This is the first study to examine public blog entries to gain a rich understanding of prenatal people’s experiences with anxiety. The main themes uncovered through our analyses reveal important implications for perinatal professionals such as family physicians, obstetricians and gynecologists, nurses, and mental health professionals. First, these findings demonstrate a need for perinatal professionals to address misinformation and the misconception that a ‘normal’ pregnancy does not include negative emotions. Increasing the provision of credible information to perinatal populations around healthy fetal development, the breadth of physical and emotional changes commonly experienced in pregnancy, recognition of perinatal mental health symptoms, and the types of professionals who can help may serve to address these triggers. This information could be provided to prenatal people digitally in the form of a blog or through comments on existing blogs. Second, prenatal people’s engagement with online blogs highlights to perinatal professionals that the Internet is an accessible, commonly used resource for this population and suggests that online information, peer support, and treatments for perinatal mental health could be useful and are needed. Third, bloggers often discussed experiencing a combination of emotional, cognitive, and physical symptoms in conjunction with behavioural symptoms, which suggests that interdisciplinary professional teams (i.e., medical professionals and mental health professionals) may be most effective when caring for people experiencing prenatal anxiety. Furthermore, these types of symptoms are commonly addressed through Cognitive Behavioural Therapy (CBT), identifying important implications for the development or adaptation of interventions for prenatal anxiety.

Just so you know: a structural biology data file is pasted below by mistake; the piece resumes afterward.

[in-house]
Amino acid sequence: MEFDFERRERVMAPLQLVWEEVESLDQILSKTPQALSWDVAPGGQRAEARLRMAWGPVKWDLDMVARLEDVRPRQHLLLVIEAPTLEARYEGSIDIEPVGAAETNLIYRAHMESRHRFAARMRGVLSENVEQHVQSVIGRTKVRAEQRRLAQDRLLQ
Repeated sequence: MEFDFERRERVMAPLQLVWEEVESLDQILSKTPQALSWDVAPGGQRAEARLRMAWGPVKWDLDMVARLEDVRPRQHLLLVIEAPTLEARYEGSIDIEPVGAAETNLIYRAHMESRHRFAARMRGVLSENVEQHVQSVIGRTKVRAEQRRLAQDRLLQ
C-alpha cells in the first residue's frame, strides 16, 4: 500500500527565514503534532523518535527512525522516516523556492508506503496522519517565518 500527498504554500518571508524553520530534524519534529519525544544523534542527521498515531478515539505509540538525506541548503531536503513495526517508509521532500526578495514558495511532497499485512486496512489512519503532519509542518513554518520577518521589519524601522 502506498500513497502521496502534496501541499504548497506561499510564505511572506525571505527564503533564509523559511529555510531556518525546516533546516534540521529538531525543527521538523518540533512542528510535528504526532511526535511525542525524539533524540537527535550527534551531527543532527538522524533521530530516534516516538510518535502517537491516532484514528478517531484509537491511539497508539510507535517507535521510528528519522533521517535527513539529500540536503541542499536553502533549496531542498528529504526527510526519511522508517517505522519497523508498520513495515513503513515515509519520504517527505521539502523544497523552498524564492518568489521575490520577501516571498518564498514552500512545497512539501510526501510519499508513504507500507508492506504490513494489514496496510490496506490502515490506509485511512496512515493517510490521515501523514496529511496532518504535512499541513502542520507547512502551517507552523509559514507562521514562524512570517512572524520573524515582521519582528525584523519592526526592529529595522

Future research involving prenatal anxiety blogs should aim to better understand the characteristics of prenatal people using blogs, the reasons bloggers and readers engage with blogs (e.g., to share their experiences, to seek support from peers), the impact of the blogging experience on both the blogger and their audience, and the quality of information that is being shared. Additional areas for future research include an exploration of the information and intervention needs of prenatal people experiencing anxiety using a mixed-methods approach, such as surveys including open and closed questions to assess endorsed anxiety symptoms, severity of symptoms, and the impact of prenatal anxiety among a broader sample. By fully understanding the experiences and needs of pregnant people, researchers, practitioners, and clinicians can develop more effective assessment and intervention techniques, or tailor already-established anxiety interventions, such as CBT, to this population’s needs.